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Proceduralisation, choice and parental reflections on decisions to accept newborn bloodspot screening

Abstract

Newborn screening is the programme through which newborn babies are screened for a variety of conditions shortly after birth. Programmes such as this are individually oriented but resemble traditional public health programmes because they are targeted at large groups of the population and they are offered as preventive interventions to a population considered healthy. As such, an ethical tension exists between the goals of promoting the high uptake of supposedly ‘effective’ population-oriented programmes and the goal of promoting genuinely informed decision-making. There is, however, a lack of understanding with regard to how parents experience the tension between promoting uptake and facilitating informed choice. This paper addresses this issue, and data are presented to show how aspects of the timing, presentation of information and procedural routinisation of newborn screening serves to impact on the decisions made by parents.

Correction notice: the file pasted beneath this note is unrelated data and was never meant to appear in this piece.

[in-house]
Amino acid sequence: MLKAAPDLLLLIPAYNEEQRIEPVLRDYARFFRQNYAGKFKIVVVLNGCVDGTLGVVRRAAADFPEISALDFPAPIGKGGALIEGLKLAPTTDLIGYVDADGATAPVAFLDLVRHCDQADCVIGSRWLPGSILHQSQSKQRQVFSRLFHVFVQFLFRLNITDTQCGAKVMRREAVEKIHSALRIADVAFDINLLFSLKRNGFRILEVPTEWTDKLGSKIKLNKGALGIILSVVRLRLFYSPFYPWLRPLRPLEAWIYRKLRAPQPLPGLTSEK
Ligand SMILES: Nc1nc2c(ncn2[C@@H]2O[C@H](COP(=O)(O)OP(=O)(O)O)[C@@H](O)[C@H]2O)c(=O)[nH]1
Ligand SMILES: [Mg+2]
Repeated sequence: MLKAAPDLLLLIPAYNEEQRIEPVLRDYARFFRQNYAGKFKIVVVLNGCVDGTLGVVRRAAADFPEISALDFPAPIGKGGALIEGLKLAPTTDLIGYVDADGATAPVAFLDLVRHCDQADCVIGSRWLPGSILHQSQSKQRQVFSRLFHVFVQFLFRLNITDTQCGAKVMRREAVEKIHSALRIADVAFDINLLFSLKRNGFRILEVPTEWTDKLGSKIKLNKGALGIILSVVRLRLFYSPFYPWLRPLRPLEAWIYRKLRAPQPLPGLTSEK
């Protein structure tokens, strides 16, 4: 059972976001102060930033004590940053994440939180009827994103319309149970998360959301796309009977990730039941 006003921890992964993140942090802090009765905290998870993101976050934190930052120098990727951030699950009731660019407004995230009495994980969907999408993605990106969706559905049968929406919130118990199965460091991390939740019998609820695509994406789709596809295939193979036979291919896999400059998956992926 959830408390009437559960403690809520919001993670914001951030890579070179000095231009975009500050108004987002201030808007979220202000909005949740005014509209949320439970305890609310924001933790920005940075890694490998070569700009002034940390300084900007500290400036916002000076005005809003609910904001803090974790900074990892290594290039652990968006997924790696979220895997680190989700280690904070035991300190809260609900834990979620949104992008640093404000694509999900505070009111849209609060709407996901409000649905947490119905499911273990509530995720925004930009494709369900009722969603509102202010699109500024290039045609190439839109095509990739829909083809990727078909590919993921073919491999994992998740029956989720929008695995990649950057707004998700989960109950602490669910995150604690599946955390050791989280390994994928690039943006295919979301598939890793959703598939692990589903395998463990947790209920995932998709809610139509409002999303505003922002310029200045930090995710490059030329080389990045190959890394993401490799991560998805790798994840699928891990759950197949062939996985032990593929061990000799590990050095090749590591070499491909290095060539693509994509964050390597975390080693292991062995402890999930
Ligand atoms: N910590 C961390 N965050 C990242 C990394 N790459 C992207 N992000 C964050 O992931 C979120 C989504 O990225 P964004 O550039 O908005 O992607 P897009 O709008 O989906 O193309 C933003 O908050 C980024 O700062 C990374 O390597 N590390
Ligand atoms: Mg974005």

• General
  • genetic screening/testing
  • heel prick
  • informed choice
  • informed consent
  • interviews
  • population policy
  • routinisation
  • social aspects
  • time
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